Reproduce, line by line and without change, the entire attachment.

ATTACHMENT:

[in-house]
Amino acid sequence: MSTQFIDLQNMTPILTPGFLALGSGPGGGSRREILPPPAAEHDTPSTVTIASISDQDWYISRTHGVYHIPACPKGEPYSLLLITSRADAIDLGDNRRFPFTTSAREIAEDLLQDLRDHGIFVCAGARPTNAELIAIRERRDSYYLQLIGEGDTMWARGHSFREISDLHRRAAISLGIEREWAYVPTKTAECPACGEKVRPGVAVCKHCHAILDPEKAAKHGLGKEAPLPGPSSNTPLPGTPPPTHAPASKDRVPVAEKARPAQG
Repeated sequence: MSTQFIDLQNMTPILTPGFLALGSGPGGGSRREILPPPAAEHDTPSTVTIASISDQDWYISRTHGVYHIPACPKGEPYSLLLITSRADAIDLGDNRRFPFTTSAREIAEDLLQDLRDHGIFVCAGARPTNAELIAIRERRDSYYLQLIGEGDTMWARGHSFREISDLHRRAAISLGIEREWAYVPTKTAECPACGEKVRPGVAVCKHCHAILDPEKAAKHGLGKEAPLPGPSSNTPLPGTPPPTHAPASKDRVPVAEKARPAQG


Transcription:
[in-house]
Amino acid sequence: MSTQFIDLQNMTPILTPGFLALGSGPGGGSRREILPPPAAEHDTPSTVTIASISDQDWYISRTHGVYHIPACPKGEPYSLLLITSRADAIDLGDNRRFPFTTSAREIAEDLLQDLRDHGIFVCAGARPTNAELIAIRERRDSYYLQLIGEGDTMWARGHSFREISDLHRRAAISLGIEREWAYVPTKTAECPACGEKVRPGVAVCKHCHAILDPEKAAKHGLGKEAPLPGPSSNTPLPGTPPPTHAPASKDRVPVAEKARPAQG
Repeated sequence: MSTQFIDLQNMTPILTPGFLALGSGPGGGSRREILPPPAAEHDTPSTVTIASISDQDWYISRTHGVYHIPACPKGEPYSLLLITSRADAIDLGDNRRFPFTTSAREIAEDLLQDLRDHGIFVCAGARPTNAELIAIRERRDSYYLQLIGEGDTMWARGHSFREISDLHRRAAISLGIEREWAYVPTKTAECPACGEKVRPGVAVCKHCHAILDPEKAAKHGLGKEAPLPGPSSNTPLPGTPPPTHAPASKDRVPVAEKARPAQG